June’s Employment Situation report from the Bureau of Labor Statistics (BLS) showed 432,000 Americans dropped out of the labor force, the third-largest decline in four and a half years. That drop pushed the participation rate, the percentage of the working-age population either employed or looking for a job, to 62.6 percent, the lowest since 1977.
Many things contribute to an individual’s decision to work or not work. People may drop out to take care of children or parents, they may retire, or they may drop out because they feel discouraged because they can’t find a job. To the extent that labor market conditions have been causing people to drop out recently, continued improvement in the job market may lessen that factors role in people’s decisions.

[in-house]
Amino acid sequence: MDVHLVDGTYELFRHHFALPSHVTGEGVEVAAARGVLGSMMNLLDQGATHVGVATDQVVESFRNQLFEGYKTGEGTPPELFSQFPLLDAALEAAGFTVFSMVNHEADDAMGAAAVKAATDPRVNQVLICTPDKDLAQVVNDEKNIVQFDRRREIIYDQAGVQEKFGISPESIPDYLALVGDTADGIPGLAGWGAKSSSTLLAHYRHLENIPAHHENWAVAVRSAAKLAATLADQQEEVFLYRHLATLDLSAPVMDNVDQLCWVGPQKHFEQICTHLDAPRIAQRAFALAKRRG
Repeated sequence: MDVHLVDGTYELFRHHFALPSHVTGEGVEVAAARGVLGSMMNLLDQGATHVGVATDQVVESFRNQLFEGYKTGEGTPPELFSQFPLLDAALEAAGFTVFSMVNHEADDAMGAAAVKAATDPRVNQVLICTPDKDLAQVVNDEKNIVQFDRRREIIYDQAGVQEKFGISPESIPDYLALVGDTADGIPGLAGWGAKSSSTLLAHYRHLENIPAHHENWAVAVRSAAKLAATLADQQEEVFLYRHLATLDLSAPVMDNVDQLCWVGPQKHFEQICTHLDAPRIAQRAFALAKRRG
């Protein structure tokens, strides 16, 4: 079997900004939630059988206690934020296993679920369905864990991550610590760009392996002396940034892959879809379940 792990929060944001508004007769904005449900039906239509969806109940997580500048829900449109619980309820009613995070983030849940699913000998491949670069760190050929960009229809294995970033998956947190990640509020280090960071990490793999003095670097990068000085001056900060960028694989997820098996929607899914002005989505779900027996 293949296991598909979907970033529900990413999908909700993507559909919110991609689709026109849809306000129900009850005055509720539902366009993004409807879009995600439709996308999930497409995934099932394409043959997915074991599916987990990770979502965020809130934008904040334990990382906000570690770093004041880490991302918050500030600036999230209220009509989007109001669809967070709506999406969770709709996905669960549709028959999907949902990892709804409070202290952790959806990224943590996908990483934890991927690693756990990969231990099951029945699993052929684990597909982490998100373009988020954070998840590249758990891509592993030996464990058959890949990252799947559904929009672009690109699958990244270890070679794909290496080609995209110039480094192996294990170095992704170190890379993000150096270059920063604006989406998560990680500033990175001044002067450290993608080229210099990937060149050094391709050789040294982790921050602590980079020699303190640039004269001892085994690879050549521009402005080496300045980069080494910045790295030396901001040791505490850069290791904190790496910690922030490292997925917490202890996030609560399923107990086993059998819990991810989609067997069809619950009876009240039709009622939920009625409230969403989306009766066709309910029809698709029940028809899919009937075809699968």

By many measures, the labor market is getting healthier and healthier. The same report from BLS showed payrolls expanded by 223,000 in June. Most of these new jobs were in private services such as professional and business services, health care, retail, and financial services. Plus, wages have been growing at a modest 2.0 percent over the past 2 and a half years, lifting average hourly earnings to $24.95, and other government data show nearly 5.4 million job openings across the country.
The improvements have not gone unnoticed. Consumer sentiment overall is near a an eight-year high while consumer’s view of the labor market, measured as the difference in the percentage of surveyed people who think jobs are plentiful minus the percentage of people that think jobs are hard to get, is close to a seven-year high and above the average level since 1985. So, as the labor market continues to improve, if the participation rate falls further, the likely culprit is personal choice, not the economy.